At dawn, Salmon tops the horizon to enlighten us. In our spring years, we expect clarity to provide us with answers. As we develop, our focus moves beyond specifics to broader themes, like love, home and a deeper Knowing.
Just as dark clouds contrast dawn’s colors, life holds paradoxes. Rather than our once harsh, dividing lines, Salmon opens us to discerning wisdom, which allows for diversity.
In the same manner little birds nip at ravens’ wings during summer, strict principles cause us to demand that other people follow our practices and speak our language. But what if a juxtaposing expression is just the punch our voice needs? Should the sky remain, or change with Sockeye Salmon’s scales from silvery blue to reddish orange?
For humans, the route home is both demanding and full of joy. There are difficulties whether we embark on new paths or continue moving through the same ruts. Either way, Salmon can encourage us on the journey.
Early on, a school provides safety for younger salmon, just as communities can provide a sense of security for us. Later, salmon leave the group to travel back to their place of origin. We also come to junctures that invite us to individualize. There, we gather lessons from all our life experiences to come to a Knowing that differs from our former reasoning.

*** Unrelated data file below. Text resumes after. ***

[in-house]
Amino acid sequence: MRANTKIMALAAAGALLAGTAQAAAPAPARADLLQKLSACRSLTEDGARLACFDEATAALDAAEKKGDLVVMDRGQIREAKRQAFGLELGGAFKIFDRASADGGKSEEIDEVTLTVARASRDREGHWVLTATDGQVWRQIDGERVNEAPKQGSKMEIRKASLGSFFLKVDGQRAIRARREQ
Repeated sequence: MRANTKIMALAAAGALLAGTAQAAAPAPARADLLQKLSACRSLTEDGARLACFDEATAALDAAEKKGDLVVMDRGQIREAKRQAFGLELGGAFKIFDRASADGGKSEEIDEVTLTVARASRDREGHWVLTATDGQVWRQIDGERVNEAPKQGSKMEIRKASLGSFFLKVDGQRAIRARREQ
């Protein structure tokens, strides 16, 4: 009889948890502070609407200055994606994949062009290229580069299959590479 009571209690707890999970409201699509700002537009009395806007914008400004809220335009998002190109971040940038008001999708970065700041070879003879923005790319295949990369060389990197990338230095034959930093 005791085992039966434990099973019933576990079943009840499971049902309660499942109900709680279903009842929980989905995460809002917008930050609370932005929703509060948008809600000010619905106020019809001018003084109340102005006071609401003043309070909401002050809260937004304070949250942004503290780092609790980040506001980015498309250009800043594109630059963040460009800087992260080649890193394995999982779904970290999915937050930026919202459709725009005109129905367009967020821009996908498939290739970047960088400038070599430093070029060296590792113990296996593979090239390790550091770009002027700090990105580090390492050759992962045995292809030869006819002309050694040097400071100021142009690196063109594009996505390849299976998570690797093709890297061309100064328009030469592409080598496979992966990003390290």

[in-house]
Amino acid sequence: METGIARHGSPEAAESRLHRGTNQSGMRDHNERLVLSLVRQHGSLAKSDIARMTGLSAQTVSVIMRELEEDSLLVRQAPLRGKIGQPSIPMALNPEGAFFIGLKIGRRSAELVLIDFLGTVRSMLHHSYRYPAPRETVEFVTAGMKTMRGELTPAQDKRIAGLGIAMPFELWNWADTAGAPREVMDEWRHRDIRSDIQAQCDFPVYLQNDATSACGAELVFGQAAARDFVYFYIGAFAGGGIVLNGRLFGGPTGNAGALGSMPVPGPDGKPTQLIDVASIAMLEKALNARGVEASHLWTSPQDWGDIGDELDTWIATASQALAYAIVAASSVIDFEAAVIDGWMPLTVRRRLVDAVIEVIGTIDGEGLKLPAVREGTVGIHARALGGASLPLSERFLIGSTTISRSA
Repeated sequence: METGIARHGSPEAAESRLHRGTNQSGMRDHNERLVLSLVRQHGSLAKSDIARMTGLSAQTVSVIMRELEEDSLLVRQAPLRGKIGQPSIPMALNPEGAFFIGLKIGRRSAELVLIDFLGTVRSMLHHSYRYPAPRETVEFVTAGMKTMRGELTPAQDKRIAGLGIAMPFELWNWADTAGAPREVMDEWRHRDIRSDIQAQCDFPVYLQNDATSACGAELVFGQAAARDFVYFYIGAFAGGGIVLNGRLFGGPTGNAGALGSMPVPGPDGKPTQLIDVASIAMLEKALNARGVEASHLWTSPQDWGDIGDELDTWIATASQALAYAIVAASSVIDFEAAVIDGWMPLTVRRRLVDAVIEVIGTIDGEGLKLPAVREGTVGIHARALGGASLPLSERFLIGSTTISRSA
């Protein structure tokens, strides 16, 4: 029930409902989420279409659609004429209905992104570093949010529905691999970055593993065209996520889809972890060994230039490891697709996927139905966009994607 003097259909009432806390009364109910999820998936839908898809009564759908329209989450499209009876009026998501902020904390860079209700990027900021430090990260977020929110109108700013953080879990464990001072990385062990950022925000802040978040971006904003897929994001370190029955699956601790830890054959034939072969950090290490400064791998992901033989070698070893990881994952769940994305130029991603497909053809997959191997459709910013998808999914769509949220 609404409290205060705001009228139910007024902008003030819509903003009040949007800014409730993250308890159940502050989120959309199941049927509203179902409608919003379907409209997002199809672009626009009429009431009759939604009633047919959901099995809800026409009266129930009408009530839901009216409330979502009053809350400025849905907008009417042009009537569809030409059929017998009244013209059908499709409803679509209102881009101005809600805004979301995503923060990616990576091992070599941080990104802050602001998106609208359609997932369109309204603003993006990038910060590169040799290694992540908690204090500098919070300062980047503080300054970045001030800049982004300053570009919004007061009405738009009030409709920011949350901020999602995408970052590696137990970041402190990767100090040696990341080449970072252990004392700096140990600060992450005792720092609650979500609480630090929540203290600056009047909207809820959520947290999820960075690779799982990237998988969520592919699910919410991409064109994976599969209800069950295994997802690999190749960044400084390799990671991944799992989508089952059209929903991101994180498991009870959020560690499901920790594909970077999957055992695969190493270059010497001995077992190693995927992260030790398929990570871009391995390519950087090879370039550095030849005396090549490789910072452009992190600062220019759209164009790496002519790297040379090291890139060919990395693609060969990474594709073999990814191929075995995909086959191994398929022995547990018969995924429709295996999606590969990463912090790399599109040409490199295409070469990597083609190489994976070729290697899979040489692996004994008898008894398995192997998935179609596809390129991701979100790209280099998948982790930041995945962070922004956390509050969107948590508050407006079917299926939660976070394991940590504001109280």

It is fall here, in New Mexico, and Raven’s parasitic birds have gone elsewhere. Eventually we too find ourselves in the autumn season of life, bothered less by other people’s nitpicking.
Fall is a time of releasing Summer’s fire to burn away all that no longer belongs. Though at times melancholic, the changing light invites us to trust Mystery, unlearning all of the things that keep us overly dependent, and bravely allow our own colors to emerge.
Before the ravens take their morning flight down to the river, Salmon covers the earth. If we top the mountain range on which she rests, we discover that Salmon is not there. Instead, she is swimming out farther, challenging us back to Sacred within. And therein lies the whopping paradox.
“The glory of God is man fully alive.” Irenaeus
It is human nature to want to take people back to what we know. Can we; however, live fully without an element of the unknown?